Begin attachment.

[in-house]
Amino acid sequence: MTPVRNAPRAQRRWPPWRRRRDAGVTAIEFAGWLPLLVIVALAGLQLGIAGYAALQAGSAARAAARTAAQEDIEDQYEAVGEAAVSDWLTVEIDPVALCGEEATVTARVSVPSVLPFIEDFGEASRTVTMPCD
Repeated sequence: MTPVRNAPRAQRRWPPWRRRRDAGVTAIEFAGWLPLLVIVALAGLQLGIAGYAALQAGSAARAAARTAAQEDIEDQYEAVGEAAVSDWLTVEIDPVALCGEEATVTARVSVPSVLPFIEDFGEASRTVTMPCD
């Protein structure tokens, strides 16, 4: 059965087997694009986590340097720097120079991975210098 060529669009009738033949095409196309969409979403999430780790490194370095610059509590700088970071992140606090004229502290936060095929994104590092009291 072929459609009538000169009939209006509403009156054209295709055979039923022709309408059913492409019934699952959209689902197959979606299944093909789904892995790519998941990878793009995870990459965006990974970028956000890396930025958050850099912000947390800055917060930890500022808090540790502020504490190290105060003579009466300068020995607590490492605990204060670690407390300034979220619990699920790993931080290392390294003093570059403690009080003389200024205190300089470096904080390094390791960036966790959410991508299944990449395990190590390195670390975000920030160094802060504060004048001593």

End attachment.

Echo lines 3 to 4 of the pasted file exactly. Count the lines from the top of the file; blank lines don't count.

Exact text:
Repeated sequence: MTPVRNAPRAQRRWPPWRRRRDAGVTAIEFAGWLPLLVIVALAGLQLGIAGYAALQAGSAARAAARTAAQEDIEDQYEAVGEAAVSDWLTVEIDPVALCGEEATVTARVSVPSVLPFIEDFGEASRTVTMPCD
């Protein structure tokens, strides 16, 4: 059965087997694009986590340097720097120079991975210098 060529669009009738033949095409196309969409979403999430780790490194370095610059509590700088970071992140606090004229502290936060095929994104590092009291 072929459609009538000169009939209006509403009156054209295709055979039923022709309408059913492409019934699952959209689902197959979606299944093909789904892995790519998941990878793009995870990459965006990974970028956000890396930025958050850099912000947390800055917060930890500022808090540790502020504490190290105060003579009466300068020995607590490492605990204060670690407390300034979220619990699920790993931080290392390294003093570059403690009080003389200024205190300089470096904080390094390791960036966790959410991508299944990449395990190590390195670390975000920030160094802060504060004048001593």